Today an independent arbitrator announced his decision to deny NFL star Adrian Peterson’s appeal of his indefinite league suspension. The independent arbitrator, Harold Henderson, a former NFL executive, said that he did not find that any of Peterson’s rights were violated in the process.
Additionally, Henderson concluded that there was uncontested evidence of wrongdoing on the part of Peterson that is in violation of the NFL personal conduct policy. The violation warrants more serious discipline than being placed in Commissioner Exempt status. This was Henderson’s basis for upholding the league’s indefinite suspension.
The NFL Players Association has been outspoken about the league’s inconsistent and unpredictable handling of personal conduct issues in recent months and reacted quickly and strongly to the ruling. In a statement, the NFLPA said, “The NFLPA expected this outcome, given the hearing officer’s relationship and financial ties to the NFL. The decision itself ignores the facts, the evidence and the collective bargaining agreement. This decision also represents the NFL’s repeated failure to adhere to due process and confirms its inconsistent treatment of players. Our union is considering immediate legal remedies.”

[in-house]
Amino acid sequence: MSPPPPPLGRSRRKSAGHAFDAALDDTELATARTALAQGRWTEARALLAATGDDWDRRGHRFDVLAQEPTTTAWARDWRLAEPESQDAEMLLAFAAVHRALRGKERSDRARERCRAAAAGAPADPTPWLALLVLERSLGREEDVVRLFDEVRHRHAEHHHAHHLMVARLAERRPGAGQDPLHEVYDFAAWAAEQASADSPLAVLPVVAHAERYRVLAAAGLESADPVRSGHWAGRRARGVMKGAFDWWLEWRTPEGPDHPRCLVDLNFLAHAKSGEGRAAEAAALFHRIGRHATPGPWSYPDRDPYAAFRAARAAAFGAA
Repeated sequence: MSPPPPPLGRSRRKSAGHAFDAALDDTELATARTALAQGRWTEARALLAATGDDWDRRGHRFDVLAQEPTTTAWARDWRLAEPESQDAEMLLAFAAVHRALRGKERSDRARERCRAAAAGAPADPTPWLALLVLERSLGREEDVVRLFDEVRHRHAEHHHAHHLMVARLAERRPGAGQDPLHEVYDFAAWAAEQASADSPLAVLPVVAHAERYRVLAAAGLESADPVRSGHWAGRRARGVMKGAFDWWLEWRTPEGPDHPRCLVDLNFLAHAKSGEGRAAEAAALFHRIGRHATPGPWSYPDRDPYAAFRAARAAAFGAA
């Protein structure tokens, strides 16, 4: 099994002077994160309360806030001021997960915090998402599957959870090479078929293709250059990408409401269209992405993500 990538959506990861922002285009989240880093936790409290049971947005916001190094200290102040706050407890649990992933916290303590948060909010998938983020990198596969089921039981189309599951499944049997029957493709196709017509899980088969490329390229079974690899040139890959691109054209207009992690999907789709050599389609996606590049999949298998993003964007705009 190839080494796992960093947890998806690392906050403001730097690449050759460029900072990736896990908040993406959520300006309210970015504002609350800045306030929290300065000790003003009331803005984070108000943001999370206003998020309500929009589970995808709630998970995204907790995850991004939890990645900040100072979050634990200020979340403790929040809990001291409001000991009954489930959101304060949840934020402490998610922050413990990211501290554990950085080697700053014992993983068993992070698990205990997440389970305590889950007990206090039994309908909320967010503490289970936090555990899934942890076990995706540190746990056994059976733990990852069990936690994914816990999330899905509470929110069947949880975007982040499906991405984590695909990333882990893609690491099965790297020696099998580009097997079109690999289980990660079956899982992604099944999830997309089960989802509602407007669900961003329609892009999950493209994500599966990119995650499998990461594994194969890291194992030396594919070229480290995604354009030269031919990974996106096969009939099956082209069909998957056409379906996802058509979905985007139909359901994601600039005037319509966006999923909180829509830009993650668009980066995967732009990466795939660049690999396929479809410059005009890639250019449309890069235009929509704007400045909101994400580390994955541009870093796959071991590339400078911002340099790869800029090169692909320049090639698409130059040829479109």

This decision is another point of contention between the league and the NFLPA. Earlier this week, the league announced revisions to the personal conduct policy and the NFLPA maintains it was not consulted on the revisions. This action by the NFL could be grounds for an unfair labor practice claim pursued by the NFLPA under the National Labor Relations Act.
Peterson’s problems with the league began when he was charged with reckless or negligent injury to a child after authorities discovered welts on the legs of his four-year old son. The welts were the result of Peterson punishing the child with a thin tree branch (or a “switch”).
As part of a plea bargain deal, Peterson pled “no contest” to misdemeanor reckless assault, a lesser charge, in a Texas court on November 4. The deal allows him to avoid jail time but also led the NFL to suspend the player indefinitely on November 18.
The indefinite suspension means that Peterson will not be eligible to apply for reinstatement to the league until April 15, 2015.
Peterson can, and is expected to, appeal the decision to a U.S. federal court.